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AADE’s Vision for the Specialty: Cardiometabolic and Related Conditions

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by Karen Kemmis, PT, DPT, MS, CDE, FAADE | Feb 06, 2019

AADE has a new Vision, Project Vision: Shaping the Future of Our Specialty. It is the result of a multi-phase process that was carried out from late 2017 through 2018. We worked with a consulting firm that started with research involving many key stakeholders (including representatives from our AADE members, people with diabetes, sister organizations, referring providers, and payors). From this research, the board of directors and staff created the Vision. If you haven’t had a chance to learn about it, please follow this link to get an overview, read through frequently asked questions, and listen to a webinar.

There are six key strategies to support the Vision, but I’d like to highlight the integration of cardiometabolic and related conditions in this blog. One thing that came out of the research for the Vision was that we, as diabetes educators, do much more than “education.” If you think about our interactions with a person with diabetes (PWD), we do a comprehensive assessment, including a health history and current issues, before creating an individualized plan. Within this process, we need to take into account any cardiometabolic conditions and conditions related to diabetes including acute and chronic complications. Then, as we work with the individual to set goals and carry out interventions, all aspects of physical and emotional health need to be considered.

As a physical therapist and certified diabetes educator, my focus is on physical activity and exercise recommendations. Can you imagine working with a PWD to create an individualized exercise plan without taking cardiovascular status, presence of neuropathy/retinopathy/nephropathy, or history of hypoglycemia into account? From a comprehensive evaluation, we can work with a PWD to create a personalized exercise plan, an individualized meal plan, schedules for blood glucose checks, strategies for medication management, and emotional/socioeconomic support.  


It is so important that we clearly describe what we do to provide person-centered, individualized, holistic care. This will help referring providers, people with diabetes, payors, and others know the key components to our process.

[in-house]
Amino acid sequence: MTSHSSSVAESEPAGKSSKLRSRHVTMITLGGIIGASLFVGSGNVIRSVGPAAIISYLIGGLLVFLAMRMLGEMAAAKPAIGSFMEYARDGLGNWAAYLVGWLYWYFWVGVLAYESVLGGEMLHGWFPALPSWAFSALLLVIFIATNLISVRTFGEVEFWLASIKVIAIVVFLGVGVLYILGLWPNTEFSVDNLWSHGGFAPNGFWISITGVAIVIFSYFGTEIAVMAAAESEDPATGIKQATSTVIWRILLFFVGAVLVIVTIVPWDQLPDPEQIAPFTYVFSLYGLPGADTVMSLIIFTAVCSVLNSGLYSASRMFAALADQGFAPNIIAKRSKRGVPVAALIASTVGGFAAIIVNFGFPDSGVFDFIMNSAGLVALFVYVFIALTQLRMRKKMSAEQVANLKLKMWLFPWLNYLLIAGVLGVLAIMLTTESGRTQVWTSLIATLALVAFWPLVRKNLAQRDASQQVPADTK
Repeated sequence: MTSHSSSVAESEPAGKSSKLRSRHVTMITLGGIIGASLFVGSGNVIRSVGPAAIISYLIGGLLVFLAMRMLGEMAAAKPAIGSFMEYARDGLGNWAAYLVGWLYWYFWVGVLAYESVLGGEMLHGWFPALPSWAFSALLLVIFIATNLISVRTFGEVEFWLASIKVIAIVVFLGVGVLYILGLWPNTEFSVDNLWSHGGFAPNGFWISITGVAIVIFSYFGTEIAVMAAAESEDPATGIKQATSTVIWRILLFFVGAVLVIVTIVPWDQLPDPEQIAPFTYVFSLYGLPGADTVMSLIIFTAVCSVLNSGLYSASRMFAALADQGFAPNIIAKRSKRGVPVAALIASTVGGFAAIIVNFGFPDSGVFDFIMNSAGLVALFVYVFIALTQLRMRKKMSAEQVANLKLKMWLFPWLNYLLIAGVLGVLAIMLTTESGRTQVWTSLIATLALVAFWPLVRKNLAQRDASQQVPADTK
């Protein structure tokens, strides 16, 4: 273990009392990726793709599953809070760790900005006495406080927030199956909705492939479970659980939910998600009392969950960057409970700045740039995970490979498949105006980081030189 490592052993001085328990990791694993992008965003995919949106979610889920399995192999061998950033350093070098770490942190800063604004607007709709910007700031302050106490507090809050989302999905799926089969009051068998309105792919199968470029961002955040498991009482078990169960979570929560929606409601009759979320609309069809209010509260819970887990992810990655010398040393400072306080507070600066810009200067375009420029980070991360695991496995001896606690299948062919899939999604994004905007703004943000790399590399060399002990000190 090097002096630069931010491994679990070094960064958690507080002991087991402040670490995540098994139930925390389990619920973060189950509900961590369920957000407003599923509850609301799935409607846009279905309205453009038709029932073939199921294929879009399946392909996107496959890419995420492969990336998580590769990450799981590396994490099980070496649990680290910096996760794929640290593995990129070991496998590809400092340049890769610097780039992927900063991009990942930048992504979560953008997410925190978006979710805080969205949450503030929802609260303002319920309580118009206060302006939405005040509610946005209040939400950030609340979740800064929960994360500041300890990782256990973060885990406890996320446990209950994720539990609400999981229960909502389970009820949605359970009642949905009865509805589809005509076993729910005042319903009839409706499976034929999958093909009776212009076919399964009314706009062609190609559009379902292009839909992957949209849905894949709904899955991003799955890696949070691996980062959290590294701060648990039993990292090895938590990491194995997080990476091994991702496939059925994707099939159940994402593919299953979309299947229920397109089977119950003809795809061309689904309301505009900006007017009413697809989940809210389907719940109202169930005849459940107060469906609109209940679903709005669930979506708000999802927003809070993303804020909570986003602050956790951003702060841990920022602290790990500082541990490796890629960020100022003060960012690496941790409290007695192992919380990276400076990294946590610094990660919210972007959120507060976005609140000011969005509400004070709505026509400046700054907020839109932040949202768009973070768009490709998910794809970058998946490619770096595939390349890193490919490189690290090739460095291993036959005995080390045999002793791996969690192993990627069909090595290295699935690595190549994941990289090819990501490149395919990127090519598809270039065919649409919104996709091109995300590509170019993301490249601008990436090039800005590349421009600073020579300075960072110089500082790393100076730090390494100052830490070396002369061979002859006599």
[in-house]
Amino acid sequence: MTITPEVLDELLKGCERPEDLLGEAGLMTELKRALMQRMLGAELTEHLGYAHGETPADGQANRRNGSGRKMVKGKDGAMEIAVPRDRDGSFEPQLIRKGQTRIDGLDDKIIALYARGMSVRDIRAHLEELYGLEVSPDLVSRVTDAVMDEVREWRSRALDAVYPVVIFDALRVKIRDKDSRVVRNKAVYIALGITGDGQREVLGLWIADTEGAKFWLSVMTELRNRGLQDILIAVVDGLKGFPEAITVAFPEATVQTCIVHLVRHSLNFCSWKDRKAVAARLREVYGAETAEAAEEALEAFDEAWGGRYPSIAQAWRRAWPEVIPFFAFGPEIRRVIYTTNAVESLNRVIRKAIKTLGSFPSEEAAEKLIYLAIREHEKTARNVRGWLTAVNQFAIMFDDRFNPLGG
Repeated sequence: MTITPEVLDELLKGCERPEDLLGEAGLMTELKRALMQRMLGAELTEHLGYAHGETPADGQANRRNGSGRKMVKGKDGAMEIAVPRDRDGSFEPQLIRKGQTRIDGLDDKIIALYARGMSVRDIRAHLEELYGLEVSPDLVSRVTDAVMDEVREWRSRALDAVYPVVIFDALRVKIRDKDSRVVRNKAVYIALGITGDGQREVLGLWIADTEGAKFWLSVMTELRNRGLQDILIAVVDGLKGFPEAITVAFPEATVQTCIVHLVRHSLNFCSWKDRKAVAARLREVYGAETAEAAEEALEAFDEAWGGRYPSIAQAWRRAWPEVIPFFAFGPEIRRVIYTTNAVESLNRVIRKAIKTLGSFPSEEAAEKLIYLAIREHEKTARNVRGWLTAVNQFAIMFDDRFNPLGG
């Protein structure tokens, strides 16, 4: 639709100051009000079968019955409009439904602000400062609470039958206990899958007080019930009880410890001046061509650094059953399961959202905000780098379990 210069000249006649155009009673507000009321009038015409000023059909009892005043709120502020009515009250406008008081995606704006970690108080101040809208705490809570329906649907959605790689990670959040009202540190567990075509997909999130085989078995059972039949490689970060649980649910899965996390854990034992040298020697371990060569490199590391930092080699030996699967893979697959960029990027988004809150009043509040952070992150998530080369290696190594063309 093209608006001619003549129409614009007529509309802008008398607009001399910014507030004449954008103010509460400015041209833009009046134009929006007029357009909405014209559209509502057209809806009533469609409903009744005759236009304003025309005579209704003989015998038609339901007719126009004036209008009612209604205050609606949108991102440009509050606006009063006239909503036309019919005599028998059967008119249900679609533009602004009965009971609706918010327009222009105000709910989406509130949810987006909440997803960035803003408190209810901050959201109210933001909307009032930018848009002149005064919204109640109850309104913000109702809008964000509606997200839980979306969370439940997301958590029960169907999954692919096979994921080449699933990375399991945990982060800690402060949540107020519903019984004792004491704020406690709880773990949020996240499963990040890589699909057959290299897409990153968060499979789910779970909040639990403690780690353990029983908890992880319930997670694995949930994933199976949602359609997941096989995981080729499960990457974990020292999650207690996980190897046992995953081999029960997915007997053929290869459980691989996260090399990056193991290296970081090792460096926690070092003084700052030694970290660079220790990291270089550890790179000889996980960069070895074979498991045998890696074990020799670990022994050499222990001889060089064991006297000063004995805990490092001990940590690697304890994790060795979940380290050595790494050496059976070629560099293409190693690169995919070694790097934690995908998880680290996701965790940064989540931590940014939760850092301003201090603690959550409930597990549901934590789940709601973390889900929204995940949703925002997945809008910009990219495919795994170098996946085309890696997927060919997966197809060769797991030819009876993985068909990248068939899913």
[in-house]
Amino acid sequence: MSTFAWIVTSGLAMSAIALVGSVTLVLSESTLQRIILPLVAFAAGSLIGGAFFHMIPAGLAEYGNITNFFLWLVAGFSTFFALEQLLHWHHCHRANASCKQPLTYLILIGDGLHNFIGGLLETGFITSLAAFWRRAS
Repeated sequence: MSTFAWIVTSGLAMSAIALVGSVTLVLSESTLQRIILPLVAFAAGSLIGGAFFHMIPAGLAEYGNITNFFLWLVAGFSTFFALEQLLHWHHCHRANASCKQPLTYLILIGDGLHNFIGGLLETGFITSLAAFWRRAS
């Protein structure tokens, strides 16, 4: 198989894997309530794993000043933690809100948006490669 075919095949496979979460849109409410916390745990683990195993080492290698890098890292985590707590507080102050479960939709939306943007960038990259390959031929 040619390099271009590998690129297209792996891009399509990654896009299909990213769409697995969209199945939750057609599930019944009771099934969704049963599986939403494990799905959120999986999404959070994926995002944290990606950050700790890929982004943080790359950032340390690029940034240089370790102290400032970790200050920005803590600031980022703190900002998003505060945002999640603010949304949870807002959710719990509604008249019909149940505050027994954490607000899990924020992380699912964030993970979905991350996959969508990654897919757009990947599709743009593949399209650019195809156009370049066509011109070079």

Our primary healthcare profession, scope of practice (based on professional and state regulations) and experience will drive how we integrate cardiometabolic and related conditions. For example, many of us could provide basic nutrition information but would refer to a registered dietitian if the PWD has kidney disease; medication management would be provided only if this is in our scope of practice; counseling for a PWD dealing with emotional challenges is likely best provided by a behavioral health specialist; and exercise recommendations for a PWD and heart disease or pain would be best provided by an exercise professional. In these cases, integration would involve a referral to the most appropriate provider for the individual.

Though integration of cardiometabolic and related conditions is part of our new Vision for the Specialty, it is really something that we have done all along. We need to be sure that others know this. It is so important that we clearly describe what we do to provide person-centered, individualized, holistic care. This will help referring providers, people with diabetes, payors, and others know the key components to our process. We need to let others, especially colleagues and referring providers, know that we do so much more than “education” when we interact with a PWD. Here are three easy actionable steps educators can take to do this:

1. Create a post on social media
Posting about your experience providing integrated care on your social media account is a quick and concise way to convey the message to your network.

2. Write a blog post or create online content
If you have access to a website or other public digital platform, use it to share specific examples of how you provide holistic care in your practice. The message will create awareness and inspire educators in similar fields to do the same. Don’t have a platform? The AADE Blog is always looking for submissions from guest bloggers.

3. Make colleagues and referring providers aware
We should be deliberate in explaining all we do. This could be done informally by talking to the providers, highlighting this information in patient communications, and even through in-services/presentations.

Let’s get the word out that we provide comprehensive care with the inclusion of cardiometabolic and related conditions when we work with an individual with diabetes.


Karen Kemmis


About the Author
 

AADE President-elect Karen Kemmis is a physical therapist and certified diabetes educator, and also holds certifications in Pilates for rehabilitation and exercise for aging adults. She is based out of SUNY Upstate Medical University in Syracuse, NY and splits her time between a Joslin Diabetes Center affiliate, an outpatient rehabilitation department, and a PT program where she is an adjunct professor.

View Bio & Previous Posts

 

Though blood glucose and other health parameters are very important for long-term health with diabetes, balance is equally important.

 

Though blood glucose and other health parameters are very important for long-term health with diabetes, balance is equally important.

 
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